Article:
One of the biggest barriers non-profit organizations face in increasing their funding from earned income, is staff and volunteer resistance. In some cases, cultural resistance about asking for money or more money from customers, clients, or donors at non-profit organizations is so huge it curtails all discussion and results in significant income loss. In almost all cases, in every non-profit organization, you will encounter those who like the way things are now. This holds true even when it means you lack enough funding for your mission or even to pay them properly.

At Bok Towers Gardens, (read about their success with earned revenue in my new column, Your Profitable Non-profit) the support of the docents, who provided the house tours of Pinewood Estate, was the biggest hurdle they faced as they increased their income and attendance by 300 percent. In the new setup, instead of leading tours through the mansion, docents were assigned to various sites in the building. The docents preferred the old way of leading tours even as Bok Tower Gardens enjoyed wild success with the new approach. As a compromise that worked wonderfully, staff encouraged the docents to help visitors enjoy the mansion as they saw fit. If a group or individual were happy self-touring, they did not step in. If the visitors wanted more information, the docent created an on-the-spot experience.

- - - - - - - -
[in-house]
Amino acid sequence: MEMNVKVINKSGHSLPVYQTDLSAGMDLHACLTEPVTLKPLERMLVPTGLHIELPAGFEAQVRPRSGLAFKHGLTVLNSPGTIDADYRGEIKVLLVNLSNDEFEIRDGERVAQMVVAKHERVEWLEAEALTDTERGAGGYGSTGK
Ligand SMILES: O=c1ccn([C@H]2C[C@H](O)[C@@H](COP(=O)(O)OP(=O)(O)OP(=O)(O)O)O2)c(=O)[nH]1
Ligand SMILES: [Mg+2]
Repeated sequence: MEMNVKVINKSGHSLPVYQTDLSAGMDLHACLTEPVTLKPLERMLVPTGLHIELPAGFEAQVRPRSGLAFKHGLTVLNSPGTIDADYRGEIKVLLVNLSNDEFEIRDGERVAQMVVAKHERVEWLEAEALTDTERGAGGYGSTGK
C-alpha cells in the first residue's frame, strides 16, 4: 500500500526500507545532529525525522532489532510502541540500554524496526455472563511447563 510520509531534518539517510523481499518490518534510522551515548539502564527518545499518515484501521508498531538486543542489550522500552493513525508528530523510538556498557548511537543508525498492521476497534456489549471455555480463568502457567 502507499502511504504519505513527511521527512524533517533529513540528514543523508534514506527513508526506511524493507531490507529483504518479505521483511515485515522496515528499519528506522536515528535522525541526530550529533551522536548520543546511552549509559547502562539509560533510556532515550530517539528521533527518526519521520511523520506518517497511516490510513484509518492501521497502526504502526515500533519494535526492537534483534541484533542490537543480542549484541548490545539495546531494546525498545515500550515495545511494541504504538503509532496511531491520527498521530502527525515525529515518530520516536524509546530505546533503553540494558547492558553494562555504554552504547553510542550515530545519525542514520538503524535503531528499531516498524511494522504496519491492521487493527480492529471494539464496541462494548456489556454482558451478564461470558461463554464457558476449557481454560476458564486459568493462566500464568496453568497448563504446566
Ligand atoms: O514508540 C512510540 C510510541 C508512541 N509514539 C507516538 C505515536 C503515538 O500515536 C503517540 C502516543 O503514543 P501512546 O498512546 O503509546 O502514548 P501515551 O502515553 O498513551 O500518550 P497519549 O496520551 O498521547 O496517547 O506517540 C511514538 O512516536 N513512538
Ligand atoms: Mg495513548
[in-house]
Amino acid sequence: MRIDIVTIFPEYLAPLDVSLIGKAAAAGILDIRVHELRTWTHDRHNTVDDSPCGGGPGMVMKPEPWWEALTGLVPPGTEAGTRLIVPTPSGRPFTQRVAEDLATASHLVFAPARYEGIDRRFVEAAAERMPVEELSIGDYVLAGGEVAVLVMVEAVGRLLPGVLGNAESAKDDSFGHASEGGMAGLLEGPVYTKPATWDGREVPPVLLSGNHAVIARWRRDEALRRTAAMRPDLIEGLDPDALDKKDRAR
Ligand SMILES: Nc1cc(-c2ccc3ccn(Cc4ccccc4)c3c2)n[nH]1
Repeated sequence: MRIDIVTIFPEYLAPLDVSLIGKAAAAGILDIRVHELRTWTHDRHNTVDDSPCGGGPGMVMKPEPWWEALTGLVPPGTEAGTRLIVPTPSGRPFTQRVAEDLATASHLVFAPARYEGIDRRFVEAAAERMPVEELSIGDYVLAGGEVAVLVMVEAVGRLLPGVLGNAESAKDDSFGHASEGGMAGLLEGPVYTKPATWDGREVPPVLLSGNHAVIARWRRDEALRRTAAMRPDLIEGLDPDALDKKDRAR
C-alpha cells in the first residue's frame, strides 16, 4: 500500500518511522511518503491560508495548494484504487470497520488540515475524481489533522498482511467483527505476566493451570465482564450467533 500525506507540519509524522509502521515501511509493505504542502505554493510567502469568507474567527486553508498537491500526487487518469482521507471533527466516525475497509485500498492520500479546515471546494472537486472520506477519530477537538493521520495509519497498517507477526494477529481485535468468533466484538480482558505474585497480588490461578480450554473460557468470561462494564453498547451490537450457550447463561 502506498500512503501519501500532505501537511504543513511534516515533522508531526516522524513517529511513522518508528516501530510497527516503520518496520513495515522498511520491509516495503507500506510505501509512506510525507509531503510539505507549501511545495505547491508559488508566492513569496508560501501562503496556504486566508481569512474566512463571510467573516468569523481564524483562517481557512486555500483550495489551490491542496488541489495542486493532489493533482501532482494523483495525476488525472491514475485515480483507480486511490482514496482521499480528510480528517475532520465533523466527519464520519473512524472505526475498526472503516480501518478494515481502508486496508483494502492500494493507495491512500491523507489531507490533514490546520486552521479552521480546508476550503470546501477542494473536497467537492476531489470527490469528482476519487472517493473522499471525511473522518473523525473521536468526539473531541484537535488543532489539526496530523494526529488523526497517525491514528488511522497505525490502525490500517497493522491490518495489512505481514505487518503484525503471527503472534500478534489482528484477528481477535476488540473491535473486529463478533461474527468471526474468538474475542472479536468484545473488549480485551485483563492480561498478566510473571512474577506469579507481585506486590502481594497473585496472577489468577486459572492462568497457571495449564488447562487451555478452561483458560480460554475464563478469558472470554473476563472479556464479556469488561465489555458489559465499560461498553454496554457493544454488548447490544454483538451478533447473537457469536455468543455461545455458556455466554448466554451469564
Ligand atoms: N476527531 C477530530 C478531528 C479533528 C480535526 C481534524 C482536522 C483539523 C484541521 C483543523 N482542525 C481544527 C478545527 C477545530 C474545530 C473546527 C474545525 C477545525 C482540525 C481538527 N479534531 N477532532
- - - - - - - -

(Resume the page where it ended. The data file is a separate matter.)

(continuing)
After you identify great ideas to increase your income, expect resistance. When you encounter it, love people for their loyalty. Help them to understand how the change has the potential to impact your mission and funding. Explore compromises, like Bok Tower Gardens. Develop a plan to help the resistance join the cause.

What examples of cultural resistance, especially around earned revenue have you encountered? How have you overcome them?